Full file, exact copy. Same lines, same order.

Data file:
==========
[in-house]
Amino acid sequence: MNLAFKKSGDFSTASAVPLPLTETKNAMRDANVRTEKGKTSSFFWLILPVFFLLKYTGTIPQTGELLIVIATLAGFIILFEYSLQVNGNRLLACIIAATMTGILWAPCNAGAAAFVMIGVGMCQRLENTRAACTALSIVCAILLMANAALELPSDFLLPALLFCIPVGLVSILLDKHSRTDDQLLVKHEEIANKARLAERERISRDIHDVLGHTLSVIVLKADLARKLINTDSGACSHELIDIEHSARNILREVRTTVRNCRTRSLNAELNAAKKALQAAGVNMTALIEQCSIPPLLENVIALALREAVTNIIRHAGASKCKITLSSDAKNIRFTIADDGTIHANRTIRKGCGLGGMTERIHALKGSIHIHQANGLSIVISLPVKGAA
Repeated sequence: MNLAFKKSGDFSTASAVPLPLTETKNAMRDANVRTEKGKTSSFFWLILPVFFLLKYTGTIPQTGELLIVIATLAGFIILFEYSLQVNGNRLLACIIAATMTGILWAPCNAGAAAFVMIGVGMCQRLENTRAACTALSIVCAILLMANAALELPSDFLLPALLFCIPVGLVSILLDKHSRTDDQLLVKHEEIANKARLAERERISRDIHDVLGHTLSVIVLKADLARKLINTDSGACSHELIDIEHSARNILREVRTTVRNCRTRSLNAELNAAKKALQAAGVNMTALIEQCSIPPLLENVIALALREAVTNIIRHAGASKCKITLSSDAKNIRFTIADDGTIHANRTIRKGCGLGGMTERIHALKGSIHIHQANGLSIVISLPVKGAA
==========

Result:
[in-house]
Amino acid sequence: MNLAFKKSGDFSTASAVPLPLTETKNAMRDANVRTEKGKTSSFFWLILPVFFLLKYTGTIPQTGELLIVIATLAGFIILFEYSLQVNGNRLLACIIAATMTGILWAPCNAGAAAFVMIGVGMCQRLENTRAACTALSIVCAILLMANAALELPSDFLLPALLFCIPVGLVSILLDKHSRTDDQLLVKHEEIANKARLAERERISRDIHDVLGHTLSVIVLKADLARKLINTDSGACSHELIDIEHSARNILREVRTTVRNCRTRSLNAELNAAKKALQAAGVNMTALIEQCSIPPLLENVIALALREAVTNIIRHAGASKCKITLSSDAKNIRFTIADDGTIHANRTIRKGCGLGGMTERIHALKGSIHIHQANGLSIVISLPVKGAA
Repeated sequence: MNLAFKKSGDFSTASAVPLPLTETKNAMRDANVRTEKGKTSSFFWLILPVFFLLKYTGTIPQTGELLIVIATLAGFIILFEYSLQVNGNRLLACIIAATMTGILWAPCNAGAAAFVMIGVGMCQRLENTRAACTALSIVCAILLMANAALELPSDFLLPALLFCIPVGLVSILLDKHSRTDDQLLVKHEEIANKARLAERERISRDIHDVLGHTLSVIVLKADLARKLINTDSGACSHELIDIEHSARNILREVRTTVRNCRTRSLNAELNAAKKALQAAGVNMTALIEQCSIPPLLENVIALALREAVTNIIRHAGASKCKITLSSDAKNIRFTIADDGTIHANRTIRKGCGLGGMTERIHALKGSIHIHQANGLSIVISLPVKGAA